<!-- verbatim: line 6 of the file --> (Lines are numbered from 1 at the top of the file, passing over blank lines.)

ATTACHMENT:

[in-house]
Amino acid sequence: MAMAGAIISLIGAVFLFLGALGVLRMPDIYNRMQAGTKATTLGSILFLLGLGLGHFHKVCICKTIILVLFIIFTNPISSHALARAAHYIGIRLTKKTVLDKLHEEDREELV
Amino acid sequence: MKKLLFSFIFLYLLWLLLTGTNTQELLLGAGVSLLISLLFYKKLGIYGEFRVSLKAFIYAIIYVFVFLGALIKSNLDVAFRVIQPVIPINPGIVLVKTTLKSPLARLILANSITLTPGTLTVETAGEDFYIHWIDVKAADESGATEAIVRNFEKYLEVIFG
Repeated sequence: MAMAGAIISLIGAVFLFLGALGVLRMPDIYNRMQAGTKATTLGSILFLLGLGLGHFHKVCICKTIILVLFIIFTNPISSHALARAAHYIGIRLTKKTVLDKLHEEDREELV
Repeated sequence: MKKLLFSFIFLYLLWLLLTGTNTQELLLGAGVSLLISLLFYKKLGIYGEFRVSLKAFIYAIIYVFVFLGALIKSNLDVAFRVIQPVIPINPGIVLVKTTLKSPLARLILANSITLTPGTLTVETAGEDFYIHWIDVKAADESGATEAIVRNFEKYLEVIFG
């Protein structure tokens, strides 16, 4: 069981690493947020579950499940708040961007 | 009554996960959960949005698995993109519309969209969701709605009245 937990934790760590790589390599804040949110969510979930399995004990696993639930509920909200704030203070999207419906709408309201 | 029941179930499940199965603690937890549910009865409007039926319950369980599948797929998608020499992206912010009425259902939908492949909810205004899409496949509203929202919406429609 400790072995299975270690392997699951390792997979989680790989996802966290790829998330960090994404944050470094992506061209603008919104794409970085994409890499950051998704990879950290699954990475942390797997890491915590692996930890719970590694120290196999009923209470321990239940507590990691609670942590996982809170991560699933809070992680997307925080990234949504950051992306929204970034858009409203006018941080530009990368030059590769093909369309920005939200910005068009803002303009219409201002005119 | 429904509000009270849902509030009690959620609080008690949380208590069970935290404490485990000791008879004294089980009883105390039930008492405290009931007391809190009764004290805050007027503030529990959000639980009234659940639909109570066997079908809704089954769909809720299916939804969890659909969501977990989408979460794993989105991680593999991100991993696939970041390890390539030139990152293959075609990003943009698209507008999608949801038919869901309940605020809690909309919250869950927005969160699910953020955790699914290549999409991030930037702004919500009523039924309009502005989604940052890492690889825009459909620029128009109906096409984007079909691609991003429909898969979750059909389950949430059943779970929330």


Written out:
């Protein structure tokens, strides 16, 4: 069981690493947020579950499940708040961007 | 009554996960959960949005698995993109519309969209969701709605009245 937990934790760590790589390599804040949110969510979930399995004990696993639930509920909200704030203070999207419906709408309201 | 029941179930499940199965603690937890549910009865409007039926319950369980599948797929998608020499992206912010009425259902939908492949909810205004899409496949509203929202919406429609 400790072995299975270690392997699951390792997979989680790989996802966290790829998330960090994404944050470094992506061209603008919104794409970085994409890499950051998704990879950290699954990475942390797997890491915590692996930890719970590694120290196999009923209470321990239940507590990691609670942590996982809170991560699933809070992680997307925080990234949504950051992306929204970034858009409203006018941080530009990368030059590769093909369309920005939200910005068009803002303009219409201002005119 | 429904509000009270849902509030009690959620609080008690949380208590069970935290404490485990000791008879004294089980009883105390039930008492405290009931007391809190009764004290805050007027503030529990959000639980009234659940639909109570066997079908809704089954769909809720299916939804969890659909969501977990989408979460794993989105991680593999991100991993696939970041390890390539030139990152293959075609990003943009698209507008999608949801038919869901309940605020809690909309919250869950927005969160699910953020955790699914290549999409991030930037702004919500009523039924309009502005989604940052890492690889825009459909620029128009109906096409984007079909691609991003429909898969979750059909389950949430059943779970929330």